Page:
A recipe for Apple Jelly with Ceylon Strong Breakfast Tea caught my eye right away. It was inspiring and thrilling to think I could make jelly with tea. It opened up a whole world of new flavors to experiment with. I used Earl Grey because I think bergamot is heavenly. Stayman Winesap and MacIntosh were my apples. My patience payed off, as the jelly came out perfect and crystal clear. It still needs time to set, so I haven't had it yet, but when it was hot and I licked a few spoons clean (part of the job, ma'am) it was delicate, subtle--the tea leaves and bergamot coming out ever so gently.
Earl Grey Tea Jelly
3 1/4 pounds of apples, the tarter and fresher the better, Granny Smiths are good if you are not living in the land and season of great apples.
6 cups of water plus 7 ounces
4 cups of sugar
2 Tbsp. of lemon juice
4 bags of Earl Grey tea
Chop apples into quarters and place in a good, heavy pot with the 6 cups of water. Once it boils, let it simmer on low for a half hour until the apples are quite soft. Then filter the juice through a sieve with a fine mesh, a chinois if you will, pressing lightly on the fruit. I like to leave this for a few hours to take its time. Then filter a second time through cheesecloth; it's best to do this overnight in the fridge. I used coffee filters in a mesh colander and it worked fine.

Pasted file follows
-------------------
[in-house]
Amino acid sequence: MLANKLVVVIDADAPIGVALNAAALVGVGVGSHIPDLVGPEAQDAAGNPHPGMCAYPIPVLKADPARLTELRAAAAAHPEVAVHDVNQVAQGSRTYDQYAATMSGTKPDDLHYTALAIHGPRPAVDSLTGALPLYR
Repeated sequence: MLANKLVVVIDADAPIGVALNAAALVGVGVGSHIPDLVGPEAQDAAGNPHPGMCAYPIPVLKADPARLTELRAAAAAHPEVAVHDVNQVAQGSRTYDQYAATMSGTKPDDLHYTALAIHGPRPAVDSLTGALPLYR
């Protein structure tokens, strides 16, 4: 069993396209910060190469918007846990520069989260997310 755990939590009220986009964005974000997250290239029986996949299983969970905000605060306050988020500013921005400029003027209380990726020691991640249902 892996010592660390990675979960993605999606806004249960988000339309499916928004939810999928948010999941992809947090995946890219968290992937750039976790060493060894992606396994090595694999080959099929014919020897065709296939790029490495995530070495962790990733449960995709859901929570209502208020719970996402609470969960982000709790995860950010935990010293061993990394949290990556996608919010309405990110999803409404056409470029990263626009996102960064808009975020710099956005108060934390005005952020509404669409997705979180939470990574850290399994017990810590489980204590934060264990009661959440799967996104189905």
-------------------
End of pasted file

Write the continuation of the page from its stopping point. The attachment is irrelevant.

Measure 4 1/4 cups of the juice leaving sediment at the bottom. Add this and the sugar and lemon juice in to your good pot and bring to a boil. Now, about jelly, you know, it's not just jam. It's a little fussier, so keep an eye on it. I highly recommend a candy thermometer because testing for the jelling point is difficult. You want to bring the heat up to 220 degrees. Skim it good; it's not like jam where the foam sometimes disappears. It's persistent foam! While you are fretting over the jelling point, make the tea infusion with 7 ounces of boiling water and let steep for three minutes. Don't over steep because it will be bitter. I waited until the temperature was 219, added the tea, and then returned it to 220, which took more time than I thought--the seven ounces really does change the temperature--and then it's jellytime!
Pour the hot liquid into your hot jars, that just happened to be in the boiling water that you had waiting for processing. Seal them and process for ten minutes. (By process, I mean let them sit in boiling water for ten minutes.)
P.S. A word about canning safety: Ferber didn't process her jars. I did. That doesn't mean I'm necessarily safe from bacterial bugaboos. Technically, you should check all of your recipes with some tester, but I'm somewhere between French laissez-faire and American Puritanism, and generally I just feel my way around. Just so you know.